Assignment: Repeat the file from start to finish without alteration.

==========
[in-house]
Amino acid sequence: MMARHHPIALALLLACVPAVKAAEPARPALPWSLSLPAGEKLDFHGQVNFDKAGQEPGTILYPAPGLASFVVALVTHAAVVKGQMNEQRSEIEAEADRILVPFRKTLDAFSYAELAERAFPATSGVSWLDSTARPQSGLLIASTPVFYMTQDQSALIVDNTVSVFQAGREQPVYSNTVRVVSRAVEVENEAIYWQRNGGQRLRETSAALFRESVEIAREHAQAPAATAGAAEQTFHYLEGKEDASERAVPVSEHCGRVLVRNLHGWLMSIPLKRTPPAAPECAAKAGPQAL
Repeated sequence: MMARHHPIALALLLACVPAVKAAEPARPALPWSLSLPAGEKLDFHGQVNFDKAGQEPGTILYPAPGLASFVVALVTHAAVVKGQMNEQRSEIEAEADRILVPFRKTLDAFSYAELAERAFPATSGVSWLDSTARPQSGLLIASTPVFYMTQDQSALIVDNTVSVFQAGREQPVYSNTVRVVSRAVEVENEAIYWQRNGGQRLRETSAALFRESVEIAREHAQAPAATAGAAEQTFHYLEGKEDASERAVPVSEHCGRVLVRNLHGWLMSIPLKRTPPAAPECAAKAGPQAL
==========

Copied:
[in-house]
Amino acid sequence: MMARHHPIALALLLACVPAVKAAEPARPALPWSLSLPAGEKLDFHGQVNFDKAGQEPGTILYPAPGLASFVVALVTHAAVVKGQMNEQRSEIEAEADRILVPFRKTLDAFSYAELAERAFPATSGVSWLDSTARPQSGLLIASTPVFYMTQDQSALIVDNTVSVFQAGREQPVYSNTVRVVSRAVEVENEAIYWQRNGGQRLRETSAALFRESVEIAREHAQAPAATAGAAEQTFHYLEGKEDASERAVPVSEHCGRVLVRNLHGWLMSIPLKRTPPAAPECAAKAGPQAL
Repeated sequence: MMARHHPIALALLLACVPAVKAAEPARPALPWSLSLPAGEKLDFHGQVNFDKAGQEPGTILYPAPGLASFVVALVTHAAVVKGQMNEQRSEIEAEADRILVPFRKTLDAFSYAELAERAFPATSGVSWLDSTARPQSGLLIASTPVFYMTQDQSALIVDNTVSVFQAGREQPVYSNTVRVVSRAVEVENEAIYWQRNGGQRLRETSAALFRESVEIAREHAQAPAATAGAAEQTFHYLEGKEDASERAVPVSEHCGRVLVRNLHGWLMSIPLKRTPPAAPECAAKAGPQAL